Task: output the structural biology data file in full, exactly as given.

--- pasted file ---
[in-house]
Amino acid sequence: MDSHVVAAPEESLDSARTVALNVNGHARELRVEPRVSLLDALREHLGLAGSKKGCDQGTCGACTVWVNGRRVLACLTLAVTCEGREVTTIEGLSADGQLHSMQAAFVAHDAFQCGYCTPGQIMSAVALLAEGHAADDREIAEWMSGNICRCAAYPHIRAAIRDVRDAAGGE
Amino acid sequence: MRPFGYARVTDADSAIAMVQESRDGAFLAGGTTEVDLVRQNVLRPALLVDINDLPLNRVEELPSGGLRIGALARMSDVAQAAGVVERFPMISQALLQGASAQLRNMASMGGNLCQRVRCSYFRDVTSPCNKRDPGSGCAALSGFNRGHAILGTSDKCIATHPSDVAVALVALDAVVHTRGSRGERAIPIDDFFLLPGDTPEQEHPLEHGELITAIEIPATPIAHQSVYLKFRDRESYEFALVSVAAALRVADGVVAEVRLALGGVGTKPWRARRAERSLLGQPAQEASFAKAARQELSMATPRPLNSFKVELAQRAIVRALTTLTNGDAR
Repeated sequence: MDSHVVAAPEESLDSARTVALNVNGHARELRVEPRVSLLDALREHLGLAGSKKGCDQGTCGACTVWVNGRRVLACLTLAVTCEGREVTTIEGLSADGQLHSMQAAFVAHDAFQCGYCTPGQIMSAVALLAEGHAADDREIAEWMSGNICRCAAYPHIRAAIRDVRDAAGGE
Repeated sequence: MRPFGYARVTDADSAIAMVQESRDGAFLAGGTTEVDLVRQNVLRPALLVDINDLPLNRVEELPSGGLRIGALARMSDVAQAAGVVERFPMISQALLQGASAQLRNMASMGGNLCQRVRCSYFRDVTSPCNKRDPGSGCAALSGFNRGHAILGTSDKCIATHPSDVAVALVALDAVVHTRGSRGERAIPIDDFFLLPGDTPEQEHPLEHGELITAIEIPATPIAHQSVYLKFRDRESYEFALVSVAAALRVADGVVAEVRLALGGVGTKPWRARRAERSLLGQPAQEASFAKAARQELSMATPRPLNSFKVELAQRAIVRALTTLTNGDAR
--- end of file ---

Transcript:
[in-house]
Amino acid sequence: MDSHVVAAPEESLDSARTVALNVNGHARELRVEPRVSLLDALREHLGLAGSKKGCDQGTCGACTVWVNGRRVLACLTLAVTCEGREVTTIEGLSADGQLHSMQAAFVAHDAFQCGYCTPGQIMSAVALLAEGHAADDREIAEWMSGNICRCAAYPHIRAAIRDVRDAAGGE
Amino acid sequence: MRPFGYARVTDADSAIAMVQESRDGAFLAGGTTEVDLVRQNVLRPALLVDINDLPLNRVEELPSGGLRIGALARMSDVAQAAGVVERFPMISQALLQGASAQLRNMASMGGNLCQRVRCSYFRDVTSPCNKRDPGSGCAALSGFNRGHAILGTSDKCIATHPSDVAVALVALDAVVHTRGSRGERAIPIDDFFLLPGDTPEQEHPLEHGELITAIEIPATPIAHQSVYLKFRDRESYEFALVSVAAALRVADGVVAEVRLALGGVGTKPWRARRAERSLLGQPAQEASFAKAARQELSMATPRPLNSFKVELAQRAIVRALTTLTNGDAR
Repeated sequence: MDSHVVAAPEESLDSARTVALNVNGHARELRVEPRVSLLDALREHLGLAGSKKGCDQGTCGACTVWVNGRRVLACLTLAVTCEGREVTTIEGLSADGQLHSMQAAFVAHDAFQCGYCTPGQIMSAVALLAEGHAADDREIAEWMSGNICRCAAYPHIRAAIRDVRDAAGGE
Repeated sequence: MRPFGYARVTDADSAIAMVQESRDGAFLAGGTTEVDLVRQNVLRPALLVDINDLPLNRVEELPSGGLRIGALARMSDVAQAAGVVERFPMISQALLQGASAQLRNMASMGGNLCQRVRCSYFRDVTSPCNKRDPGSGCAALSGFNRGHAILGTSDKCIATHPSDVAVALVALDAVVHTRGSRGERAIPIDDFFLLPGDTPEQEHPLEHGELITAIEIPATPIAHQSVYLKFRDRESYEFALVSVAAALRVADGVVAEVRLALGGVGTKPWRARRAERSLLGQPAQEASFAKAARQELSMATPRPLNSFKVELAQRAIVRALTTLTNGDAR